He thought of the good he might do, the improvements to the political system and the general welfare of the common people. He felt like an American colonial, who might bring the idea of democracy to a world full of kings, who might draft a document based on his own Constitution. He and Diane could stay for a few years, perhaps, then return to their own world, where by that world's reckoning they would only have been gone a few days.
How tempting was Geldion's offer, to Gary and to Diane.
Then why? Gary wondered when they were back in a glade in Tir na n'Og just a couple of weeks later, waiting with Mickey and Kelsey for the pixies to come and begin their world-crossing dance. Why were they going back?
Both Gary and Diane had come to the same conclusion, separately, that they could not, should not, remain in Faerie. For all the thrills it might offer, this was not their world, not their place, and they both had families back home. And they had been summoned by an even more insistent call, a call that emanated from their own hearts. Gary had come to terms with the loss of his father now. In the fight for Faerie, in what he had seen pass between Geldion and Kinnemore, the young man had come to remember and dwell on not his father's death, but his father's life. He had come to terms with mortality, and knew then how to beat the inevitable. His answers would not be found in Faerie, but in his family.
Gary and Diane had decided that the time had come for them to have a child, and they could not do that in Faerie - how could they go back to their own world and possibly explain the new addition?
So it was not with heavy hearts that Gary and Diane said their goodbyes to Geno and Gerbil and Tommy at the border of Dvergamal. And it was not with heavy hearts that they stood now in Tir na n'Og, waiting to go home.
"Ye're sure, lad?" Mickey asked, drawing the man from his private contemplations.
Gary could tell from Mickey's tone that the sprite approved of the decision. The leprechaun had hinted several times during their journey back to Tir na n'Og that too much needed to be done in Gary's own world for him to even think of staying to help with Faerie's problems. Indeed, Gary got the distinct impression that if he remarked that he had changed his mind now, Mickey would likely try to steer him back towards his original choice. Kelsey seemed in full agreement. As much as the elf had come to trust and love Gary, and as much as he had already come to respect Diane, Kelsey still thought of them as outsiders, as people who belonged to another place.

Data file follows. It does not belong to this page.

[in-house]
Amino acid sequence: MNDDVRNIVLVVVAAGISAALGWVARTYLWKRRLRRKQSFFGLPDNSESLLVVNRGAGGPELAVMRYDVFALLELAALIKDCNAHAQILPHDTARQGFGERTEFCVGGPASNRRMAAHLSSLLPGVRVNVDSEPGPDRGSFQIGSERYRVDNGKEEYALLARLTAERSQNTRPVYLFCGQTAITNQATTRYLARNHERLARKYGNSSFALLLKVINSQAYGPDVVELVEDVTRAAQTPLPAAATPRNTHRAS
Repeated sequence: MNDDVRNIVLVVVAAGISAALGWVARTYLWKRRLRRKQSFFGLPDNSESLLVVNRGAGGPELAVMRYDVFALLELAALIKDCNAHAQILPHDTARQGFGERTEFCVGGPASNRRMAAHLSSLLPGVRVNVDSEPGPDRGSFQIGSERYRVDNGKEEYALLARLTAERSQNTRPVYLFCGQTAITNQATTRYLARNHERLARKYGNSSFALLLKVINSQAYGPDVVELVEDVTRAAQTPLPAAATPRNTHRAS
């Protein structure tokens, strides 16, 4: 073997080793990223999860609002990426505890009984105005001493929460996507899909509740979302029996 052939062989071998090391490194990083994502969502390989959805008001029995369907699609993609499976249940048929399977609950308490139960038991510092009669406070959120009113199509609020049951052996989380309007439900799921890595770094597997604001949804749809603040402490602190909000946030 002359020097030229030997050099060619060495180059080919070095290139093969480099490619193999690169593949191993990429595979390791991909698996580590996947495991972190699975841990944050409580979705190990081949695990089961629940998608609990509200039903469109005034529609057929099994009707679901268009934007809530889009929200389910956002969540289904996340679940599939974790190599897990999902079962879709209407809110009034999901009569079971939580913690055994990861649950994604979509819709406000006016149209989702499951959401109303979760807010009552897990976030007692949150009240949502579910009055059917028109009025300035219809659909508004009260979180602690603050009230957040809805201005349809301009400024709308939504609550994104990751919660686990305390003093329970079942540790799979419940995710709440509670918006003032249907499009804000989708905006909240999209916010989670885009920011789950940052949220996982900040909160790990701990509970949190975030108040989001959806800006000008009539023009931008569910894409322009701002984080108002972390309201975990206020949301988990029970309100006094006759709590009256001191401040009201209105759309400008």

"It's been an amazing few . . ." Gary stopped before he said "years," remembering that, by Mickey's terms, all of this incredible adventuring had occurred in just a few short months. "It's been an amazing few months," he corrected with a private chuckle. "So how many others have come over for a similar experience?"
"Faerie's always wanting another hero," Mickey explained cryptically.
"So is my own world," Gary replied. He looked at Diane and shrugged. "Not that I'm anything special back there."
"It's a tough place to get noticed," Diane agreed with a resigned smile.
"But we have to go back," Gary asserted to Diane and to Mickey. "I'd be willing to return - we both would - but let's keep it one adventure at a time."
"It's more mysterious that way," Diane explained. "If we stuck around long enough for the people to get to know us, they'd probably become a bit disenchanted."
Gary, Diane, and Mickey shared a chuckle at the self-deprecating humor.
"I do not believe that," Kelsey interrupted, the elf's tone even and serious. "Their respect would not lessen with familiarity."
Gary, who knew Kelsey so very well, understood how great a compliment the elf had just given to him and his wife. He turned to Diane and she was nodding, fully comprehending.
That satisfying moment was lost when the melodic call of pixie-song wafted through the night air. As one, the companions turned to see the ring of glowing lights, Gary and Diane's ride home.
With a nod to Mickey and Kelsey, and not another word, for they both knew that if they dragged this out, they would not have the strength to continue, the two walked over and stepped in.
"Remember, lad and lass," they heard Mickey call, his voice already sounding distant, "the bridges to Faerie are in yer mind's eye!"
Then they heard the surf pounding below them, and awoke in the early morning hours amid the ruins of a castle in a lonely place on the Isle of Skye known as Duntulme.